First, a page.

Brick and water have shaped the character of Bagerhat's landscape but also present challenges for preservation. The salinity seeps into the brickwork of Bagerhat’s mosques which are located one meter above sea level through a process known as efflorescence. This site is listed as a UNESCO World Heritage site, a city from the early 15th century formerly known as "Khalifatabad." One of the world's top 25 culturally significant yet endangered heritage site. Climate change is exacerbating the influx of saline water to the region, increasing the problem of efflorescence, and putting these mosques at even greater risk. Will the ground take back everything to who it belongs? Will we be able to save it? What alternate route could be improvised to detain it from disappearing or immersing?
These mosques are more than monuments or spiritual services. It is crucial to have these lenses, a bigger map of understanding the transportation, network, water, infrastructure, sanctuary and shelter. These come together with these infrastructures. The pattern of these people is to actively fight and adapt and not to give up as this is their homeland- their motherland.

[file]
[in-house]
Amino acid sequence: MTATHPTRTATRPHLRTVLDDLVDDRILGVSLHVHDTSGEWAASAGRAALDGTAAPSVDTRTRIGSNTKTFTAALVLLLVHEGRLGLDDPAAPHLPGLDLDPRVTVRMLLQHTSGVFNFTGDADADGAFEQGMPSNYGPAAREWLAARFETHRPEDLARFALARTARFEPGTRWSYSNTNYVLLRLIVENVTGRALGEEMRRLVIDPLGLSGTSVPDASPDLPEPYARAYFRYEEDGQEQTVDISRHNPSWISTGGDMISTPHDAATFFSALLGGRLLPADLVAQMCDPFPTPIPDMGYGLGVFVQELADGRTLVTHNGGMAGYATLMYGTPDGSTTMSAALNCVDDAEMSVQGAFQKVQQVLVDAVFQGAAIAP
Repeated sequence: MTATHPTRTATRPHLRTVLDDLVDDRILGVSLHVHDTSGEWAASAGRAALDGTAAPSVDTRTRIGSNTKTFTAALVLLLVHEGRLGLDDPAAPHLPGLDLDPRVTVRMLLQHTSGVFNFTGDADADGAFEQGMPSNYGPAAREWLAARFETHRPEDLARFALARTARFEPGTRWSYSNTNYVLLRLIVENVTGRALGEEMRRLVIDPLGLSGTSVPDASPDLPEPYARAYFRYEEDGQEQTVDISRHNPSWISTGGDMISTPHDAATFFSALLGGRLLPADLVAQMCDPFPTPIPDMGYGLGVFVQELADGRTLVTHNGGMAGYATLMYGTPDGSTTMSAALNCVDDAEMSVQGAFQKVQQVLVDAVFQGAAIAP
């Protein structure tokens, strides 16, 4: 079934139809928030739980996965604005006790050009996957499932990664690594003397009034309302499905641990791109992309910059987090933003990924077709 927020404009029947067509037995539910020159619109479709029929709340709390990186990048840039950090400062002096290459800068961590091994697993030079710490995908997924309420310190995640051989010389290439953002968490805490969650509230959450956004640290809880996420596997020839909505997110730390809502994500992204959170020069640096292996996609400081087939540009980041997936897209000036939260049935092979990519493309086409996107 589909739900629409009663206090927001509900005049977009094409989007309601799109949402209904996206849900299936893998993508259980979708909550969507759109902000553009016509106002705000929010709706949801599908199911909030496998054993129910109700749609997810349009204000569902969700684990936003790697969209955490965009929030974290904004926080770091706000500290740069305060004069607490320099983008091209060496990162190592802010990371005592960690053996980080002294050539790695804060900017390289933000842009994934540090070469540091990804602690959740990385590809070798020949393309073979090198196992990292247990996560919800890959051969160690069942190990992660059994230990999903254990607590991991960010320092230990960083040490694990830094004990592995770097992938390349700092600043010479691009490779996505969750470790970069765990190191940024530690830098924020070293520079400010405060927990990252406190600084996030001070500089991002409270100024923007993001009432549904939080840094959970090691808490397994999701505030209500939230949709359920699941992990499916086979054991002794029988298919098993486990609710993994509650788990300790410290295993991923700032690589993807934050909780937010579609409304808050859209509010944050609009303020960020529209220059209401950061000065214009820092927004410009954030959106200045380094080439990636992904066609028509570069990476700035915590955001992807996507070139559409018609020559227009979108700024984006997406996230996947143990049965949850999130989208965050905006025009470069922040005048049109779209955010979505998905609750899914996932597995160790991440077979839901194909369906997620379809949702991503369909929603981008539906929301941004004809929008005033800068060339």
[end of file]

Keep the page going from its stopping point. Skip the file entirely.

Cheung Shan Estate: the Story of a “Desolate Island”
pesca | tours
Penghu Islands, Taiwan
Behind the Grand Canal
Zhenjiang, Jiangsu Province, China
Towards prison [reform] abolition
Architecture is fundamental to shaping conditions of civil existence and must be interrogated for its involvement along this diffuse and mobile path. This research aims to expand the ways the built environment’s relationship to, and participation in the carceral state, is understood in architecture. It investigates how the implications of architecture in the more longstanding and pervasive legacies of racialized coercion in North America—and follow the premise that to understand how the prison enacts its violence in the present, we must understand the history of slavery and its connection to modern day incarceration.
© Archipelago Studio 2023 @ the John H. Daniels Faculty of Architecture, Landscape, and Design, University of Toronto.